When it comes to surgeries, there are no post-graduate option available. Who would want to risk a not-so-experienced oral and maxillofacial surgeon to save a few hundred dollars anyway? In NUH, you will be operated by an oral and maxillofacial surgeon who’s had decades of dental surgery experience.

This is a major surgery which could take as long as 9 hours. Mine took 7 hours. As such, a urinal catheter will be inserted to help you discharge your urine during and after the surgery due to inability resulting from the anesthetic. The entire operation will be done in your mouth, hence you will not have any facial scars. Screws and plates will also be placed within your jaw. I have 4 in my jaw. The alarm will not go off even if you step through the airport scanners fyi.

Phase 4: Post-surgical Orthodontic Phase
After surgery, post-surgical orthodontics is continued to achieve final alignment of the teeth and to retain them in their new position. (Singhealth et al, n.d.)

It’s the final stretch. You will need to put on braces again for months before switching out to retainers.

Cost Breakdown (NUH)

Phase 1: Treatment Planning
Cost at this phase is almost negligible. You will pay less than $100 in total consulting fees. The general dentist will review your case, advise you and refer you to an orthodontist who will further advise you.

Phase 2: Presurgical Orthodontic Phase
Your new life with braces starts here. But before that, you have to remove some teeth. My surgery to remove 7 tooth (including all of my wisdom tooth) costed around $5,000 as it was performed by my oral and maxillofacial surgeon. Around half was covered by Medisave. Because I went through NUH’s post-graduate programme, the total cost for braces was $2,140 inclusive of GST. You can also choose to pay in full or pay by installments which also happen to be interest-free by the way. I chose to pay by installments. Medisave and insurance may not be used here as braces treatment are not claimable (in my knowledge).

There are also some hidden costs such as payment for X-rays, mold model of your jaw and all. Expect to pay about $200-$300 here.

Phase 3: Surgical Phase
I’m not so familiar with this but here goes. Before the surgery can proceed, the surgeon will need to plan and ‘practise’ on a model. Traditionally, they will need to recreate two models of the entire jaw. This costs about $2,800. With the advent of technology, 3D imaging via CT scan is now available. This option costs approximately $5,400. I initially chose the latter option but missed my appointment (Laughs). Because of the lack of time, I had to go with the first option, but it turned out okay. The surgeon assured me that it was the ‘Gold standard’ for orthognathic surgeries before the 3D imaging came along.

My total surgery cost inclusive of 4 days hospital stay (B ward) was approximately $21,291. The lowest you can go is B ward. B ward includes an air-conditioned 4-bed room (but mine only had 2 yay), bathroom, telephone and even your own television. If you are feeling rich, take the A ward (you stay alone). Government contributions remove up to 20% from total bill. Medisave takes out 40% from total bill. Because my surgery is considered a functional surgery instead of cosmetic, I can claim the maximum $10,000 for the surgery via AIA’s Pink of Health insurance policy. Right now, it appears I might be able to claim more to cover even the Medisave portion but that is still unconfirmed.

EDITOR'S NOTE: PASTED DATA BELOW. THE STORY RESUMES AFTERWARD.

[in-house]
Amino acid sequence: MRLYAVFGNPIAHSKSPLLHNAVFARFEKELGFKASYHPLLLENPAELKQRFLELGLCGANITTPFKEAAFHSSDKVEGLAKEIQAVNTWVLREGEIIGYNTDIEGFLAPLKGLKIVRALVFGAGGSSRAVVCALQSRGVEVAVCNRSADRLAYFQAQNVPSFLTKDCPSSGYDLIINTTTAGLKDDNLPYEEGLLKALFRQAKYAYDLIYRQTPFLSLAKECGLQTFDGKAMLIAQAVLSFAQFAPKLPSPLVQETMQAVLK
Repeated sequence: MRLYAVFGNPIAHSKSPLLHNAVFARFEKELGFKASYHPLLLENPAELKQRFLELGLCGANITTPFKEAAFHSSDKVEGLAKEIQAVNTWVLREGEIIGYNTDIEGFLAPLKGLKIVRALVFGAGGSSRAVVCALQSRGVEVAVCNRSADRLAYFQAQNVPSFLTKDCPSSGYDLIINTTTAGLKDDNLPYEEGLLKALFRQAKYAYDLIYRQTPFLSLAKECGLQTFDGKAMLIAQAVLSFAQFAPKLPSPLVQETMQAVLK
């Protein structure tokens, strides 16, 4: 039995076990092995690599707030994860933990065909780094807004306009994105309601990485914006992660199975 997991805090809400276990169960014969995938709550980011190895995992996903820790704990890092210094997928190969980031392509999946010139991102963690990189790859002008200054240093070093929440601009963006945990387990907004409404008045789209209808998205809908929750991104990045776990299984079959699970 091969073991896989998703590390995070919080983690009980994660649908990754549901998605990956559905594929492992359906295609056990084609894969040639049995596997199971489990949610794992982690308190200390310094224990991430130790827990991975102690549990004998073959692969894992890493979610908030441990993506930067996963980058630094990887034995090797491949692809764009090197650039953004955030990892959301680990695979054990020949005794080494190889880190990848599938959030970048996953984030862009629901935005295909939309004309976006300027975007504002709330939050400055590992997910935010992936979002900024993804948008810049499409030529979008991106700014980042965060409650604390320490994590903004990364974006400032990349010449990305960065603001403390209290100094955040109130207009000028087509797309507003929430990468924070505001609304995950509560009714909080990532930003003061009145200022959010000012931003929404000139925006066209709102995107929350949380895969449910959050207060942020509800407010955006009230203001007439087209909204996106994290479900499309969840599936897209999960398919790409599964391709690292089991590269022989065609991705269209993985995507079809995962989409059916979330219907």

Phase 4: Post-surgical Orthodontic Phase
Follow-up visits with the surgeon costs roughly $70 per visit. Prepare $350 here. Your diet will consist of Ensure milk via syringes. Set aside $90 here although I did think you’re actually saving money here since you’re not feasting outside.

If I’m not wrong, I shouldn’t need to pay anymore for braces here. In NUH, you will go back to the orthodontist who was with you right from the beginning for your braces follow-up. I would expect to do some final X-ray scans and mold models here so $200 should be enough.

So, assuming you are following my path and you are paying the entire treatment procedure without any form of subsidy, medisave and insurance payout, expect to pay approximately $35,000.

Surgery Risks and Complications

As with every major surgery, orthognathic surgeries comes with certain risks should things go south (though it’s highly unlikely as affirmed by the surgeon). Before you sign your consent for the surgery, the oral and maxillofacial surgeon will personally inform you on this. You will be briefed again on the risks the day before the surgery (as if you need to be frightened before the surgery).

Some of the risks are as follows:

  • Infection
  • Decreased sensation or numbness from nerve injury
  • Permanent numbness from nerve injury
  • Bleeding that could be potentially serious
  • Jaw joint problems
  • Damage to normal structures such as the teeth, gums, and bone
  • Blabber problems due to damage done by catheter insertion
  • Breathing problems due to blood clot and/or damage done to throat by breathing tube

Adapted from LACOMS (n.d.).

What to Expect and How to Prepare For Post-Surgery

It’s a 3-month-long recovery period from this point on. Soldier on for the next few months and you will get aligned teeth and a great smile. There are plenty of resources on the internet to teach you on what to expect and how to prepare for post-surgery. For your convenience, I have listed the things you need to know about post-surgery below to help you get by this trying recovery period.

You can also read up from the websites and blogs from past patients by googling ‘orthognatic surgery‘ on the internet.

Diet after surgery

Liquid Diet (Week 0-3)
You will be on strictly liquid diet for at least 2 weeks. You will lose weight during this period, the idea is to not lose too much. The day right after your surgery, your surgeon will push you to start drinking water and Ensure milk using the syringe. It may sound cruel, but only when you showed that you are capable enough to feed yourself will the dentist allow you to be off IV and subsequently be discharged. Drink water every hour to keep yourself hydrated.

Fun fact, every website I visited recommends Ensure. Must be one heck of a milk huh?


How much calories you need everyday depends on your BMI. But most would recommend taking 5-6 meals a day. Ideally you should be downing 5-6 glasses of Ensure milk a day at the minimum – even then, it’s not enough. One glass of Ensure milk packs 266 calories. Ensure milks comes in 3 flavours (Vanilla, Strawberry and Chocolate) and in 2 versions; 250ml pre-made can (approximately S$2.15 per can) or the 850g formula powder can (S$30). You can get approximately 16 glasses from one can of Ensure formula powder. But if you’re lazy, get the pre-made canned ones.